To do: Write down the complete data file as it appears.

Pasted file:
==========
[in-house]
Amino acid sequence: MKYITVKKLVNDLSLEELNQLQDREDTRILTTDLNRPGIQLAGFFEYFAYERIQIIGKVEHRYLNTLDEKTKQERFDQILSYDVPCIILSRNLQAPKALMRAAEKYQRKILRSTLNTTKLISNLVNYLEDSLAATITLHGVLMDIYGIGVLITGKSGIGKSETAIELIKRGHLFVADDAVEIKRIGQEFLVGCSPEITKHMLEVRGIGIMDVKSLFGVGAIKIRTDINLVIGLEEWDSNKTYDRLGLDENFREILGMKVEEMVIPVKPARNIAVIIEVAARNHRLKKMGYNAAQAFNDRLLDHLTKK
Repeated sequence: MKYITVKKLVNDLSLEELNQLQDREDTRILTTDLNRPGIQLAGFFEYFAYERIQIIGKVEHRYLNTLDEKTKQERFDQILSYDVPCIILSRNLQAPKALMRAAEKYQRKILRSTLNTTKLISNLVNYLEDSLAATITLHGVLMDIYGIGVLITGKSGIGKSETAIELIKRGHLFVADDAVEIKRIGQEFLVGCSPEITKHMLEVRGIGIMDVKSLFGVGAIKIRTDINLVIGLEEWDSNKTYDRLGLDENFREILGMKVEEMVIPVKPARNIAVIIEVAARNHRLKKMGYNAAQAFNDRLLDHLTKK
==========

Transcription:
[in-house]
Amino acid sequence: MKYITVKKLVNDLSLEELNQLQDREDTRILTTDLNRPGIQLAGFFEYFAYERIQIIGKVEHRYLNTLDEKTKQERFDQILSYDVPCIILSRNLQAPKALMRAAEKYQRKILRSTLNTTKLISNLVNYLEDSLAATITLHGVLMDIYGIGVLITGKSGIGKSETAIELIKRGHLFVADDAVEIKRIGQEFLVGCSPEITKHMLEVRGIGIMDVKSLFGVGAIKIRTDINLVIGLEEWDSNKTYDRLGLDENFREILGMKVEEMVIPVKPARNIAVIIEVAARNHRLKKMGYNAAQAFNDRLLDHLTKK
Repeated sequence: MKYITVKKLVNDLSLEELNQLQDREDTRILTTDLNRPGIQLAGFFEYFAYERIQIIGKVEHRYLNTLDEKTKQERFDQILSYDVPCIILSRNLQAPKALMRAAEKYQRKILRSTLNTTKLISNLVNYLEDSLAATITLHGVLMDIYGIGVLITGKSGIGKSETAIELIKRGHLFVADDAVEIKRIGQEFLVGCSPEITKHMLEVRGIGIMDVKSLFGVGAIKIRTDINLVIGLEEWDSNKTYDRLGLDENFREILGMKVEEMVIPVKPARNIAVIIEVAARNHRLKKMGYNAAQAFNDRLLDHLTKK